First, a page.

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Grizzly bears, black bears, wolves, coyotes, cougars/ mountain lions,bobcats, wolverines, lynx, foxes, fishers and martens are the suite of carnivores that originally inhabited North America after the Pleistocene extinctions. This site invites research, commentary, point/counterpoint on that suite of native animals (predator and prey) that inhabited The Americas circa 1500-at the initial point of European exploration and subsequent colonization. Landscape ecology, journal accounts of explorers and frontiersmen, genetic evaluations of museum animals, peer reviewed 20th and 21st century research on various aspects of our "Wild America" as well as subjective commentary from expert and layman alike. All of the above being revealed and discussed with the underlying goal of one day seeing our Continent rewilded.....Where big enough swaths of open space exist with connective corridors to other large forest, meadow, mountain, valley, prairie, desert and chaparral wildlands.....Thereby enabling all of our historic fauna, including man, to live in a sustainable and healthy environment. - Blogger Rick

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Wednesday, February 8, 2017

Like in so many sections of the USA and Canada,(Colorado seemingly an exception at this time), Moose are taking a beating from Winter Tick infestations..........In British Columbia, Canada, researchers estimate that up to 61% of the Moose herd is being hammered by this scourge.............Biologists feel that the generally warmer temperatures that we are experiencing year round(especially in Winter) has caused an explosion of the ticks..............While impacting Mule Deer, Bison and other ungulates, ticks make Moose their primary target where this hoofed browser roams.............Think about how debilitated you would feel if being beaten down in the following way---"Each female [tick] in the winter can take up to two millilitres of blood, so if you had, say, thousands and thousands of female ticks on a moose then they could be losing upwards of ten, twenty, thirty, forty litres of blood over the course of a month or two"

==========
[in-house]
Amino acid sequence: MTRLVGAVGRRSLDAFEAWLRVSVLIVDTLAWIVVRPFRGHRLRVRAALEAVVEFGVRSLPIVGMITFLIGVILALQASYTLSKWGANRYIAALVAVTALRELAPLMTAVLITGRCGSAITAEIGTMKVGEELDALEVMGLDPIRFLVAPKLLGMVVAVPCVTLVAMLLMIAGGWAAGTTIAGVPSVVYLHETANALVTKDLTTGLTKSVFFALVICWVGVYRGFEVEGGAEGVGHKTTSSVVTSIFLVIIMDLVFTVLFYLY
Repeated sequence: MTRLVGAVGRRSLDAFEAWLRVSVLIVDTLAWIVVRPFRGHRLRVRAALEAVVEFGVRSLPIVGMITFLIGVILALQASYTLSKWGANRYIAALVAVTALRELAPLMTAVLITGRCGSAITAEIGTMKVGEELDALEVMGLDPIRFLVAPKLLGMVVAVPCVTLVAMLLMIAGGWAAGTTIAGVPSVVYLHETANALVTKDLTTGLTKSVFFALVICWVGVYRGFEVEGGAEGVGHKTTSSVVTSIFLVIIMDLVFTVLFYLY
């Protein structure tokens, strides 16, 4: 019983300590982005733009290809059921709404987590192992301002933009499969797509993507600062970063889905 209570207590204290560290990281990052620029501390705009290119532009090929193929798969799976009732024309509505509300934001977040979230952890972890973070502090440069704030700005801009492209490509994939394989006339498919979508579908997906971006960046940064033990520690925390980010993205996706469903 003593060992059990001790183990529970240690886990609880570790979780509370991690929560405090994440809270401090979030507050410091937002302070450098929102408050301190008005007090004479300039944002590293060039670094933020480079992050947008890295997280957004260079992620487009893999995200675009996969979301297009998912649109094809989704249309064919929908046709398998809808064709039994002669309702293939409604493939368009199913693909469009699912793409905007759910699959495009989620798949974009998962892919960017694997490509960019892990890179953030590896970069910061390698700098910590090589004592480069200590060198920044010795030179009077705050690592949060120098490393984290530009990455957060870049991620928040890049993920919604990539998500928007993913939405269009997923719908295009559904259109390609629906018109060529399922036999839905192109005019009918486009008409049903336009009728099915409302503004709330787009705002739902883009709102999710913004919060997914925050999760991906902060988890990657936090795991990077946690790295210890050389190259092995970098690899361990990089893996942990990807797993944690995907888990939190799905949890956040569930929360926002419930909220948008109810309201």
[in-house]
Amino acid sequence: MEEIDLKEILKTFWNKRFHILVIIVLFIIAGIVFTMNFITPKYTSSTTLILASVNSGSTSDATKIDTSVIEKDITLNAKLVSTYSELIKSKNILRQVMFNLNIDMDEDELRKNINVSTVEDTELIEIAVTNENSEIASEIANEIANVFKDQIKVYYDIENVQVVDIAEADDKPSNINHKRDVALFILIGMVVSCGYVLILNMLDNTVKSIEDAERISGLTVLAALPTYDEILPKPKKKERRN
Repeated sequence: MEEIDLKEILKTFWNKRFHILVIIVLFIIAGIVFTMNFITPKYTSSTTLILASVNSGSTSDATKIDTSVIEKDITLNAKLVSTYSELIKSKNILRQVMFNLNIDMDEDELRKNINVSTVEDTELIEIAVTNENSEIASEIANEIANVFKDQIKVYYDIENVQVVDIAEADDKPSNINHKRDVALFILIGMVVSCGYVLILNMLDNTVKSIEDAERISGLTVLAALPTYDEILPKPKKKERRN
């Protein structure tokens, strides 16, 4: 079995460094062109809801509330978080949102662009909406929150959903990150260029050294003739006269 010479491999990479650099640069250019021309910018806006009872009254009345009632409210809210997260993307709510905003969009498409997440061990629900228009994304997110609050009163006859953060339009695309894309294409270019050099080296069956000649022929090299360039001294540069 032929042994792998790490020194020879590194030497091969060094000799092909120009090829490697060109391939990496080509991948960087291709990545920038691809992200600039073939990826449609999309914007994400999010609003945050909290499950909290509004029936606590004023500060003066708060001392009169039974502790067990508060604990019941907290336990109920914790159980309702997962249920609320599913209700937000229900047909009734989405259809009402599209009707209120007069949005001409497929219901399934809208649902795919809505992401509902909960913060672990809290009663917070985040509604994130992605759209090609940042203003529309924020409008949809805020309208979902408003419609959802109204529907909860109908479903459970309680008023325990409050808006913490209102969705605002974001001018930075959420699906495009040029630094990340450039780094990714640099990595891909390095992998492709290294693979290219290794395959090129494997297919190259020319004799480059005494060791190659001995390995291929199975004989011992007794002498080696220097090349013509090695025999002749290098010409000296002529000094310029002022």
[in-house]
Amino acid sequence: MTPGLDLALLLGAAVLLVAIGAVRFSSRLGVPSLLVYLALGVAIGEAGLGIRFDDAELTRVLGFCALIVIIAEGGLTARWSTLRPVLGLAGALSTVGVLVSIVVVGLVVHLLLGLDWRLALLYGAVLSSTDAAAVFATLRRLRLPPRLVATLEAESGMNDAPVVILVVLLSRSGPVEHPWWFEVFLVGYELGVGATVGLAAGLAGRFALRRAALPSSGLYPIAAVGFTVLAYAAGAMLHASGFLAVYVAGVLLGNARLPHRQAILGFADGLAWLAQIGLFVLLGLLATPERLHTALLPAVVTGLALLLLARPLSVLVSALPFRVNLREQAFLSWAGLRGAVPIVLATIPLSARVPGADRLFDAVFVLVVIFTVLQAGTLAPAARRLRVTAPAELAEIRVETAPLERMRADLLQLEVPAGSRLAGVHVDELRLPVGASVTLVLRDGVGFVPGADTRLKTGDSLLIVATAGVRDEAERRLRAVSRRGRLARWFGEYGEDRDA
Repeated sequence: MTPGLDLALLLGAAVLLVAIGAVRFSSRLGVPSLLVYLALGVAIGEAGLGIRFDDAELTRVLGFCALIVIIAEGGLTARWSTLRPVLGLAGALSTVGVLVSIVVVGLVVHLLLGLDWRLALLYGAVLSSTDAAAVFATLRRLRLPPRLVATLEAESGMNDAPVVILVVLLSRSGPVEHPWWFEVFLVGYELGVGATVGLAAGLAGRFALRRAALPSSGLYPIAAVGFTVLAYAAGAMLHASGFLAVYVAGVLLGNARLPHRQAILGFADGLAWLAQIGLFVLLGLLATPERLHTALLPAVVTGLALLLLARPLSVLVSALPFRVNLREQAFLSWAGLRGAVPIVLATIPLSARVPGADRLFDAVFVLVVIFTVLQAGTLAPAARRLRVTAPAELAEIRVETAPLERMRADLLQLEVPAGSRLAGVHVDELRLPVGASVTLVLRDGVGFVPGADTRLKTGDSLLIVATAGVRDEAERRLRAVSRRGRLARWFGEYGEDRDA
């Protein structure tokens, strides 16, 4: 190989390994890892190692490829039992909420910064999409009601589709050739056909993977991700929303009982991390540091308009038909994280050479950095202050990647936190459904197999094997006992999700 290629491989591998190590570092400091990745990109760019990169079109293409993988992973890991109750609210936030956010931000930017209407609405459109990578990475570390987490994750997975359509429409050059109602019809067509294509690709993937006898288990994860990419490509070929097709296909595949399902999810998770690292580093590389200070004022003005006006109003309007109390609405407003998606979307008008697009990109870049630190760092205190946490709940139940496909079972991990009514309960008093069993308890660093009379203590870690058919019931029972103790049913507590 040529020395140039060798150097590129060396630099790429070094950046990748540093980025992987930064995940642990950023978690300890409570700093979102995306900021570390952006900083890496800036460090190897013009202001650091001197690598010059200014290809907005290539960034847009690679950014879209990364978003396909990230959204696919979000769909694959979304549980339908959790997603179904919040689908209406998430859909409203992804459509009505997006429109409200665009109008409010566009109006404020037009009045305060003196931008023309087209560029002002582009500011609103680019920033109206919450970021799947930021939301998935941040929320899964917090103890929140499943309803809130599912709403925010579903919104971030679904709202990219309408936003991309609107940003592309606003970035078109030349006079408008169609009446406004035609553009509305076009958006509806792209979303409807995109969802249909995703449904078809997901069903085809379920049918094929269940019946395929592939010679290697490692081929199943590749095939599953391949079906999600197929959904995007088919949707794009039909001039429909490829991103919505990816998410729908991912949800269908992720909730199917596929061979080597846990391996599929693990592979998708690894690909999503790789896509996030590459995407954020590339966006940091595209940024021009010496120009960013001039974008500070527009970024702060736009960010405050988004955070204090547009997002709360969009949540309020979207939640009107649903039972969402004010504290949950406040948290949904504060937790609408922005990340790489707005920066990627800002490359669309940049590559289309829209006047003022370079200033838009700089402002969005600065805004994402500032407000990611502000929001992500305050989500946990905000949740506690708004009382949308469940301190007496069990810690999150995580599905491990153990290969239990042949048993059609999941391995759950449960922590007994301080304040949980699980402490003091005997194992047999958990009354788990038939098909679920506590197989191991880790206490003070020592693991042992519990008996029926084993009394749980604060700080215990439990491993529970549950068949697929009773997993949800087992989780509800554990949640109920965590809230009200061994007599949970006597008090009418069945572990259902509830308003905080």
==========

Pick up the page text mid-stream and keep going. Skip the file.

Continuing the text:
Majority of B.C. moose at risk from potentially deadly ticks

Ticks cause hair loss and drain blood, making it difficult for moose to survive cold winters

By Andrew Kurjata, CBC News Posted: Aug 15, 2016

A new study indicates nearly two-thirds of moose in British Columbia are infected with a potentially deadly tick.

The white, hairless top quarters, legs and forehead and ears of
this moose is badly tic infected,,,,,,,,,,likely not to last the Winter

Michael Bridger led the study for the provincial Ministry of Forests, Land, and Natural Resources. He said though the ticks are not always fatal, they can cause severe problems.
"Each female [tick] in the winter can take up to two millilitres of blood, so if you had, say, thousands and thousands of female ticks on a moose then they could be losing upwards of ten, twenty, thirty, forty litres of blood over the course of a month or two," he said.
"That has some pretty clear implications for [the moose's] survival."

A healthy Moose, not yet impacted by tics

Bridger and his team recorded the rates of hair loss in moose, a trait associated with the winter ticks. From January 1 through to April 30, 2016, 61 per cent of moose observed had hair loss.
That number is up from 50 per cent in 2015, though Bridger cautions the increase does not necessarily mean more moose are infected.
He says ticks are naturally occurring, but it appears warmer weather may be affecting where and how many of them are found.
"We suspect with climate change we may be finding ticks in places that we haven't found them before, and the severity of the infestations may be increasing as well."

Thousands of tics can take up residence on each Moose

Most of the moose with ticks were seen in northern British Columbia. Seventy-three per cent of the moose observed in the Peace (northeast) region appeared to be infected, while the Skeena (northwest) and Omineca (Prince George) regions had infection rates of 56 and 53 per cent, respectively.
Bridger said the study is a continuation of the province's efforts to understand and manage British Columbia's declining moose population. 
"Moose are an extremely important species in B.C., to First Nations, to local hunters, to guide outfitters and so on," he said. "So it's a species we definitely want to be focusing on right now."
The full 2016 report on the provincial moose winter tick surveillance program is available on the B.C. government's website.

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